The Pure Prairie Eating Plan includes four weeks of complete daily menus, including three meals and three snacks. The plan also includes recipes, weekly grocery lists and cooking tips. The cookbook is a great resource for people wanting a diabetic meal plan or anyone wanting a...Read More
Fresh food, practical menus and a healthy lifestyle
The Pure Prairie Eating Plan includes four weeks of complete daily menus, including three meals and three snacks. The plan also includes recipes, weekly grocery lists and cooking tips. The cookbook is a great resource for people wanting a diabetic meal plan or anyone wanting a healthy menu plan.
The Pure Prairie Eating Plan is now available online and at selected retail outlets.
Click here for the list of locations.
Author Book Presentation and Book Signing: - watch this space for future announcements.
Translating the recommendations about what we should eat from Eating Well with Canada’s Food Guide into practice is sometimes difficult. Taking this into account, we developed the Pure Prairie Eating Plan (PPEP). PPEP can help you enjoy a well-balanced diet while still giving you access to a variety of delicious foods.
Looking for a healthy holiday snack that you can have on hand or take as a hostess gift? The Pure Prairie Eating Plan includes a variation on the old favourite, nuts and bolts (pg 56). A serving of this recipe is a good source of protein and fibre, but this is an energy dense (184 kcal per 1/2 cup) so adjust the serving size according to your energy needs and share it with friends and family! Nuts, Seeds and Crunch Mix Serves 16 – Serving Size: 1/2 cup (125 mL) Ingredients: 4 cups (1L) whole-wheat sheddies-style cereal 3/4 cup (175 mL) chopped walnuts 3/4 cup (175 mL) pretzels, broken...Read More
This recent paper in the American Journal of Clinical Nutrition provides a meta-analysis of 28 randomized controlled trials. The authors concluded that “adding ≥3 g oat beta glucan/day to the diet reduces LDL and total cholesterol by 0.25 mmol/L and 0.30 mmol/L, respectively, without changing HDL cholesterol or triglycerides.” And added “Although generally confirming the results of previous meta-analyses that oat products reduce serum cholesterol, the present results differ in that the magnitude of the effects seen are 50–100% greater than those reported in previous...Read More
Probiotics are bacteria that live in the gastrointestinal tract and confer health benefits. In recent years there has been growing interest in the role of probiotics in disease prevention, how different diet patterns or antiobiotic treatments affect the probiotic populations, and whether “functional foods” can be developed to enhance probiotic effects. Prebiotics are poorly-digested carbohydrates (fibres and other carbohydrates) that can be digested (fermented) by the probiotics. Prebiotics thereby provide food for the probiotics. The “waste products” of the bacterial fermentation process...Read More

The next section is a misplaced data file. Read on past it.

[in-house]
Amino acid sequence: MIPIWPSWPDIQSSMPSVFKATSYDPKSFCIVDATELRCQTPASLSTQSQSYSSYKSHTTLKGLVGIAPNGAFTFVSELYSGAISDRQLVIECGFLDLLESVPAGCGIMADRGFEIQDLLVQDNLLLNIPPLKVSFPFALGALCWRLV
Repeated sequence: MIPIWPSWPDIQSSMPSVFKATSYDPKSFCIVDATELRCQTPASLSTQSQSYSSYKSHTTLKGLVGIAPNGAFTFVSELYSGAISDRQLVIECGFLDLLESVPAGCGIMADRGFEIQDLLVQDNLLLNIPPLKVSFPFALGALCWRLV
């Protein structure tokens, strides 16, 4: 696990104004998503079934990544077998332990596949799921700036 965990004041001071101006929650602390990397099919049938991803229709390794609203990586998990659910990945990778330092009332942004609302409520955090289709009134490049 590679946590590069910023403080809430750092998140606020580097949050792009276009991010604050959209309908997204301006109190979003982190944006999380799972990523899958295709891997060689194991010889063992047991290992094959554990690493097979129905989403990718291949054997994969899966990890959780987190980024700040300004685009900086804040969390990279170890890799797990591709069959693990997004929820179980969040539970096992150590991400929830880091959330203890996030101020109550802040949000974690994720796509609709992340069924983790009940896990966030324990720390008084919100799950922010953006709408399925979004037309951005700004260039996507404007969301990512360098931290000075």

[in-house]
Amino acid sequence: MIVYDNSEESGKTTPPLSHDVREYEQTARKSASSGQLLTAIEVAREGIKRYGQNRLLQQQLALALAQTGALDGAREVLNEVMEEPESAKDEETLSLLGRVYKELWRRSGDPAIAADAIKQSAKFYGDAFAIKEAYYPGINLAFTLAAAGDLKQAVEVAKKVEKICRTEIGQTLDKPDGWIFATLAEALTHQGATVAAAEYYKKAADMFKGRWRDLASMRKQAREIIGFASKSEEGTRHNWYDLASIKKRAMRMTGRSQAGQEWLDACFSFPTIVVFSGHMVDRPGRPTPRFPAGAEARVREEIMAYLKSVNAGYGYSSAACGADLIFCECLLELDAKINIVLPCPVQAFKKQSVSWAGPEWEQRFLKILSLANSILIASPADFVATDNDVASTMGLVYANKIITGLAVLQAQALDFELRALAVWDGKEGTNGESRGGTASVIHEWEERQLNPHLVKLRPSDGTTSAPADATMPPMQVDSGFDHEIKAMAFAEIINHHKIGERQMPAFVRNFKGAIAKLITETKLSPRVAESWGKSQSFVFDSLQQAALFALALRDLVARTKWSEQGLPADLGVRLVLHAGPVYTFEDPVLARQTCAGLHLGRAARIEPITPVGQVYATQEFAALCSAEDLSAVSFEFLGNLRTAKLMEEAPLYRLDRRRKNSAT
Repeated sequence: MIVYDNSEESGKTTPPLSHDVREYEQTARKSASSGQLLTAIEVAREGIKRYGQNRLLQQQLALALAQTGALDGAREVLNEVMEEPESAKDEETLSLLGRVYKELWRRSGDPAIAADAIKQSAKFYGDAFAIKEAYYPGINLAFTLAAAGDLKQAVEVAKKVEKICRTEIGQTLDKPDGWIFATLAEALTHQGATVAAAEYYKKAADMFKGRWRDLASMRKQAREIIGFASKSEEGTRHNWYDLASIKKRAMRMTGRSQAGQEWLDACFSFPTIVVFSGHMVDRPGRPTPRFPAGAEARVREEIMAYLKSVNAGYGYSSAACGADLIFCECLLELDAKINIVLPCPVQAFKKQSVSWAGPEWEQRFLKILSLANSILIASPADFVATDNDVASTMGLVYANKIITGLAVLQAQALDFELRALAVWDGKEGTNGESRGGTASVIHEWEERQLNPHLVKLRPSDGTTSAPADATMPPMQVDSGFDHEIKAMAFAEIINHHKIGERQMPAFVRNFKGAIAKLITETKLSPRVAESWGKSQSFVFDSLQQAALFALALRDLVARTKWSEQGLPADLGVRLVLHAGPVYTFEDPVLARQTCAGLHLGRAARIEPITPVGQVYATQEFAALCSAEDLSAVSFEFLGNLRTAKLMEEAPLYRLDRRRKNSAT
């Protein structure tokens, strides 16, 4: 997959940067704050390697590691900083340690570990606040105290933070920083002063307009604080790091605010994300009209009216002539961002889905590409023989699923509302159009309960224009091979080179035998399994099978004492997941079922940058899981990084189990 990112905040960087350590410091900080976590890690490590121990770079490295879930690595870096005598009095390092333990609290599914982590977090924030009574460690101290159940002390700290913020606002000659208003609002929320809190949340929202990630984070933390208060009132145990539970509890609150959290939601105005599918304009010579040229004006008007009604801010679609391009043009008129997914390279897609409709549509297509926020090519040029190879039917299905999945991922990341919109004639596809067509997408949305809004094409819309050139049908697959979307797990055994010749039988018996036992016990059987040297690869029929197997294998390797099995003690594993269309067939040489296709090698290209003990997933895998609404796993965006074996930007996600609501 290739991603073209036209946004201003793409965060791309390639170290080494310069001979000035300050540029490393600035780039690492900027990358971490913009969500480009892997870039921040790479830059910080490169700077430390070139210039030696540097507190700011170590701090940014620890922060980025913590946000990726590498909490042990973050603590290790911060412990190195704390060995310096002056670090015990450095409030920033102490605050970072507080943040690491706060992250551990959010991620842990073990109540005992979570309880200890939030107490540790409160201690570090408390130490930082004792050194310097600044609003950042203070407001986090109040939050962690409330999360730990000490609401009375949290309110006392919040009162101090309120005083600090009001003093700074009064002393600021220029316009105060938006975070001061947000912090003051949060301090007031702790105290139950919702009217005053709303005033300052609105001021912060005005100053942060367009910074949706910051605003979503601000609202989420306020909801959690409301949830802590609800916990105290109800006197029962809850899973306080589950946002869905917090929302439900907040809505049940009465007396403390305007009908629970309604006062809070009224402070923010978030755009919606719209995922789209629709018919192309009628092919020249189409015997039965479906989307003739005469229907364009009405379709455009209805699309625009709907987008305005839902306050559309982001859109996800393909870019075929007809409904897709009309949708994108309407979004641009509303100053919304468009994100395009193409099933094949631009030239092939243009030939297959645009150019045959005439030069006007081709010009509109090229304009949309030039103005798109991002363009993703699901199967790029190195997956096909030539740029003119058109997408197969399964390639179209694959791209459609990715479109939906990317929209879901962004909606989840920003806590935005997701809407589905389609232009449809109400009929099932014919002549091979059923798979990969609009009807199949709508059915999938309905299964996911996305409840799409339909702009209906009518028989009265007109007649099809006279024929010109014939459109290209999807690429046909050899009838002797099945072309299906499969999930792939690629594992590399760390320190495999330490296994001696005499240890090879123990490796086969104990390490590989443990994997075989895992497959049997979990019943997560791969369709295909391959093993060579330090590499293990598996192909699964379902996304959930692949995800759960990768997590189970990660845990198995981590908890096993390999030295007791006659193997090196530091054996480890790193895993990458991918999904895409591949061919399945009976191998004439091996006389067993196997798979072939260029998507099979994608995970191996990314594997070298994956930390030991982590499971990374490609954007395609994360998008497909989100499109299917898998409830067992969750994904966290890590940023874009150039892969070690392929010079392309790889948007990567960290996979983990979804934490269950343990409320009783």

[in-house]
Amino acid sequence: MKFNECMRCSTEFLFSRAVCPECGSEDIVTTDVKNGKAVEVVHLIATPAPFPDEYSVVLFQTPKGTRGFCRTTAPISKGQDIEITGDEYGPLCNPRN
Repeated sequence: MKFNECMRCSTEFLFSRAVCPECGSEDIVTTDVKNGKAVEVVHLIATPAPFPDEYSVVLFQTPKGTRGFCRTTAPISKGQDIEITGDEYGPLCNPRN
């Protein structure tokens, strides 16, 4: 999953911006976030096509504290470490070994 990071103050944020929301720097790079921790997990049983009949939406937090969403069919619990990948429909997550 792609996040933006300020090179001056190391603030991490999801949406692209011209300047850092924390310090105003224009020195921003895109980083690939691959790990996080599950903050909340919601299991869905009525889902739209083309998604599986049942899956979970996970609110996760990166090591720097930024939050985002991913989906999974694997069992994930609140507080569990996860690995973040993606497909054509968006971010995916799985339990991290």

It’s full of recipes and healthy eating tips for the holiday season. If you haven’t already signed up, you can sign up below.Read More
Yes, we did! A recent article on time.com supports that concept. The question they asked their group of 5 nutrition experts was “Should I eat cheese?” The response was yes, in moderation. Recent research shows that there is a link between dairy consumption and better metabolic health and lower risk of Type 2 diabetes. Cheese is a good source of protein, calcium and Vitamin D and the fat in cheese helps us to absorb nutrients during digestion. However, cheese tends to be high in calories, fat and sodium and it provides good nutritional value in small quantities. They give an...Read More
Lamb is such a treat to prepare and eat that I wonder why I don’t cook it more often. It is a good source of protein, iron and zinc as well as vitamin B12 and niacin. It can be a little higher in fat than other red meats, however the fat tends to be around the muscle and easy to trim away. Prairie lamb is mild flavoured, juicy and tender. According to Stats Canada, there are over 1 million sheep and lambs on farms across the country. Sheep Canada’s on-line magazine often publishes a producer profile in their quarterly magazine if you’d like to see the ‘face’...Read More
The term “diabetes” is actually associated with several medical conditions that have some similarities in symptoms and clinical treatment but are different in their cause. Type 1 diabetes is an auto-immune disease; in other words, the immune system of the body attacks the insulin-producing cells (called beta-cells) and kills them, leading to inability to produce insulin. Type 2 diabetes usually develops in adults and is the result of both inability of the body to respond to insulin and insufficient insulin secretion to overcome this. Currently, about 90% of all people with diabetes have...Read More